Bike Windsor-Essex to make Wrench-Up! program permanent


A pilot program aimed at helping young people learn to maintain and repair their bikes is being made permanent by Bike Windsor-Essex.

The Wrench-Up! program was launched in 2019 thanks to a $75,000 pilot project grant from the Ontario Trillium Foundation.

Bike Windsor-Essex has been working with organizations and groups by offering young people and staff a chance to receive free training, tools and a guide book on how to repair your bike. 

The aim is to not only teach mechanical skills but also to meet the needs of local youth experiencing poverty or barriers to safe transportation through partnerships with organizations that provide services to those youth.

Executive Director of Bike Windsor-Essex, Lori Newton says she is excited to move forward with this program.

"We've seen a huge upsurge in the number of people riding bikes on the street. We have refurbished bikes available at the Bike Kitchen, its important to provide opportunities and accessibility for people who can't afford a brand new bike and to provide education for people to know how to ride and know how to obey the rules of the road and why they're there," she says.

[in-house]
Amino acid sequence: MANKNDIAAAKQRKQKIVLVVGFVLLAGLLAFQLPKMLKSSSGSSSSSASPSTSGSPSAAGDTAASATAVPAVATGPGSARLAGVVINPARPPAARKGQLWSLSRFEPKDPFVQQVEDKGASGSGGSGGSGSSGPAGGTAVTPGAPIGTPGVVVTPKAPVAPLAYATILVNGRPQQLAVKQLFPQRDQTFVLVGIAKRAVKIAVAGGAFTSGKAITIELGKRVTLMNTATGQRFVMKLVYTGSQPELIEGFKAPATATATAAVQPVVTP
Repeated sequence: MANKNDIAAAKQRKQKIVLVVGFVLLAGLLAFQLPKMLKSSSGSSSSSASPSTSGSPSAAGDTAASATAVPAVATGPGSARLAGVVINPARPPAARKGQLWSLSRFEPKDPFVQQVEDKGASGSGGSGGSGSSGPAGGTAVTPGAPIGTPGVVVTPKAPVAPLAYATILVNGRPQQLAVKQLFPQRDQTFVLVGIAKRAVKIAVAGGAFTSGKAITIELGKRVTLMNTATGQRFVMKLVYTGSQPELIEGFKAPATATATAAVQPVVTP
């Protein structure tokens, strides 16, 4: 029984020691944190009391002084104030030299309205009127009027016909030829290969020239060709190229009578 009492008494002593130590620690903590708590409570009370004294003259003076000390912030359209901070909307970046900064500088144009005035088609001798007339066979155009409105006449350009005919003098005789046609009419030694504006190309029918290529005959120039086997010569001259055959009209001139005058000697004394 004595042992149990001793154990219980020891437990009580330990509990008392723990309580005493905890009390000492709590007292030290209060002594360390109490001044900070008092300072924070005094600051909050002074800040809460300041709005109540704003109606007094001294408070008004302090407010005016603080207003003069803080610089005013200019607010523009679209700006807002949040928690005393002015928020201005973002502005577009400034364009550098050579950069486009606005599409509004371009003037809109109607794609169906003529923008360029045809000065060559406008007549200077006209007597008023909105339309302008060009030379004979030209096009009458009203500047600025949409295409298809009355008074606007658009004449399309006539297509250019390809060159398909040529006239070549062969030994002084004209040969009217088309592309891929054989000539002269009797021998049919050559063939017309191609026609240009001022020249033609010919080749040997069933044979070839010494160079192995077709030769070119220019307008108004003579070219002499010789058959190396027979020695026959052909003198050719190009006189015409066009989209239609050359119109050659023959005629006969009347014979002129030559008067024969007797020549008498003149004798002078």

Newton says says despite the initial grant being over, the program will continue being funded in other ways.

She says they won't be able to fund tool kits but they can find other ways later in the programs life to source those materials. 

"We're very resourceful and very creative, a lot of the funding may come out of what we earn when we refurbish bicycles and sell them. We'll be looking for funding through the organizations that we partner with, we can find a way that's not overly expensive just to cover the cost of our staff," says Newton.

She says there are many ways to get involved with the program and despite not having any programs currently running, they are looking into having some in the upcoming months.

"We typically organize programs and courses for the general public. They can also come in and they can put their bicycle on one of our stands, use our tools and rely on help from our staff, who are professional and fix their own bikes right there," adds Newton.

In addition to training on how to repair and maintain a bike, Newton says the program will also teach young people where it's safe to ride and the rules of the road.  

For more information on the Wrench-Up! program, visit